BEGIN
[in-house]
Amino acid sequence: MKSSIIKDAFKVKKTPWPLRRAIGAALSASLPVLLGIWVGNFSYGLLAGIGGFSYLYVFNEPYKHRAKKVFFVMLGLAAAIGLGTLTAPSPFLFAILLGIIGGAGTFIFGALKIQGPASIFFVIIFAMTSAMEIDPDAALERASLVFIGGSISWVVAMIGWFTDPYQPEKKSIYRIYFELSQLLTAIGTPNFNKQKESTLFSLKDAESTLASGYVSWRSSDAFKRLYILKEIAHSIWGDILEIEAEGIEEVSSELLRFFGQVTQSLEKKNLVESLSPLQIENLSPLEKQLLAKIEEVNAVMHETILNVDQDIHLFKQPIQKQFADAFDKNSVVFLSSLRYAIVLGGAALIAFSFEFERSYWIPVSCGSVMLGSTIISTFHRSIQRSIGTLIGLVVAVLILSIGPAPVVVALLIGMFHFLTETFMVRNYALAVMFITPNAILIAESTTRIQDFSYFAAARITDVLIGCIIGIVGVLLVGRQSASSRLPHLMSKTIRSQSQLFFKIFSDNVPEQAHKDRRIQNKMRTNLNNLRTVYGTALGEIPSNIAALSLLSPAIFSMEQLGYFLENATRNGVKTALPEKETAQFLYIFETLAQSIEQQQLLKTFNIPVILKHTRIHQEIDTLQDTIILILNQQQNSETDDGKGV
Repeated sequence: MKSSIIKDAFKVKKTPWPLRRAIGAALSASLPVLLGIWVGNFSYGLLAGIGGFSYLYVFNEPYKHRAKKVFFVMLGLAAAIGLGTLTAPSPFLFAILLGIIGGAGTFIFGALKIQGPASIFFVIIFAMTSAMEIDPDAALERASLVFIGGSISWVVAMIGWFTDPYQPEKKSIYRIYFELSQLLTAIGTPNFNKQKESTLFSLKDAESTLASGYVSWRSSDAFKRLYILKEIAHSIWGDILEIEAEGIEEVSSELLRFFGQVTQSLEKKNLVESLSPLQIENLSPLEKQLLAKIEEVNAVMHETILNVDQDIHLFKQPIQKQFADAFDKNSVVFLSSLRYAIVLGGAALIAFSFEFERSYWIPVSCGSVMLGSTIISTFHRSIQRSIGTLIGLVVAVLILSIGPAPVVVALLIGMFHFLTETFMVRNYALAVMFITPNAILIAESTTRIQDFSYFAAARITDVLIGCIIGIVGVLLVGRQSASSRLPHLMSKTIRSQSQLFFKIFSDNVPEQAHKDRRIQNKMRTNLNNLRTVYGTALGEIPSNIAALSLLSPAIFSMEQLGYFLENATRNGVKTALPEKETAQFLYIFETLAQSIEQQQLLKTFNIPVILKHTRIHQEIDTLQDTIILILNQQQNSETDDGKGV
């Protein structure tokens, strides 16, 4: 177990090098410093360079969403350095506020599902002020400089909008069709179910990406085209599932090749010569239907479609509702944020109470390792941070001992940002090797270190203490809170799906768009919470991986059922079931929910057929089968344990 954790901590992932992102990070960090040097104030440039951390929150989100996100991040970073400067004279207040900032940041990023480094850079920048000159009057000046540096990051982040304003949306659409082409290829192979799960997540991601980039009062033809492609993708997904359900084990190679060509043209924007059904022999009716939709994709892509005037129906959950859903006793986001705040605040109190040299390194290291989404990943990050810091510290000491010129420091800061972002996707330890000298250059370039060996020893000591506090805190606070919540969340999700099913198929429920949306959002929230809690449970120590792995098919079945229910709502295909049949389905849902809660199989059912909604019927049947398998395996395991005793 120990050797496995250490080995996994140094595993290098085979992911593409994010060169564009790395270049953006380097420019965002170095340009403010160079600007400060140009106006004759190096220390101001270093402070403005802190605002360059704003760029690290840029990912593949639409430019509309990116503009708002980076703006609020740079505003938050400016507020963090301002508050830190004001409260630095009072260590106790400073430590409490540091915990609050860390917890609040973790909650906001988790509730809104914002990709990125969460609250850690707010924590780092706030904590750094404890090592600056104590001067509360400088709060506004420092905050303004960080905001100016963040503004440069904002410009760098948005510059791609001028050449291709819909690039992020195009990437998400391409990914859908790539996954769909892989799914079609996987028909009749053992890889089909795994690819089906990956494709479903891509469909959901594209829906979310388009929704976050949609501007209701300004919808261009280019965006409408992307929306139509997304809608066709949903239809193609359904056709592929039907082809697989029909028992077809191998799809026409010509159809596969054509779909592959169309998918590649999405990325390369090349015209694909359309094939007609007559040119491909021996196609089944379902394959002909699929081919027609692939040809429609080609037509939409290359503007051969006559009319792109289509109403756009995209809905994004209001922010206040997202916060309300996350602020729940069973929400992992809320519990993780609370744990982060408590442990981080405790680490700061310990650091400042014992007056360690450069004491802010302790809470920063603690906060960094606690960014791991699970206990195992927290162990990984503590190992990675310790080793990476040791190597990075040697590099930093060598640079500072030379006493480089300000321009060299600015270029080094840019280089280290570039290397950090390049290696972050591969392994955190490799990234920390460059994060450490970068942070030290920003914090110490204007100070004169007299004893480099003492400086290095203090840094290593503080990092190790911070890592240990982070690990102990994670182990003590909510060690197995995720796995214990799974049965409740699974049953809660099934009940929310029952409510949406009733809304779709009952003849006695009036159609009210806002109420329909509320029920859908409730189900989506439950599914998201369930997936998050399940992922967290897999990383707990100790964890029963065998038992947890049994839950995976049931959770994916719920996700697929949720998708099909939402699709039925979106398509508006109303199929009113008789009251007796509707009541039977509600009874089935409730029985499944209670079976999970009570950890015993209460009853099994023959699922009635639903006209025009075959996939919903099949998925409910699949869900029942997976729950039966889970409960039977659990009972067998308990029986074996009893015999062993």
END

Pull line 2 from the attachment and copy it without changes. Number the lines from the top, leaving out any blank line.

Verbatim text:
Amino acid sequence: MKSSIIKDAFKVKKTPWPLRRAIGAALSASLPVLLGIWVGNFSYGLLAGIGGFSYLYVFNEPYKHRAKKVFFVMLGLAAAIGLGTLTAPSPFLFAILLGIIGGAGTFIFGALKIQGPASIFFVIIFAMTSAMEIDPDAALERASLVFIGGSISWVVAMIGWFTDPYQPEKKSIYRIYFELSQLLTAIGTPNFNKQKESTLFSLKDAESTLASGYVSWRSSDAFKRLYILKEIAHSIWGDILEIEAEGIEEVSSELLRFFGQVTQSLEKKNLVESLSPLQIENLSPLEKQLLAKIEEVNAVMHETILNVDQDIHLFKQPIQKQFADAFDKNSVVFLSSLRYAIVLGGAALIAFSFEFERSYWIPVSCGSVMLGSTIISTFHRSIQRSIGTLIGLVVAVLILSIGPAPVVVALLIGMFHFLTETFMVRNYALAVMFITPNAILIAESTTRIQDFSYFAAARITDVLIGCIIGIVGVLLVGRQSASSRLPHLMSKTIRSQSQLFFKIFSDNVPEQAHKDRRIQNKMRTNLNNLRTVYGTALGEIPSNIAALSLLSPAIFSMEQLGYFLENATRNGVKTALPEKETAQFLYIFETLAQSIEQQQLLKTFNIPVILKHTRIHQEIDTLQDTIILILNQQQNSETDDGKGV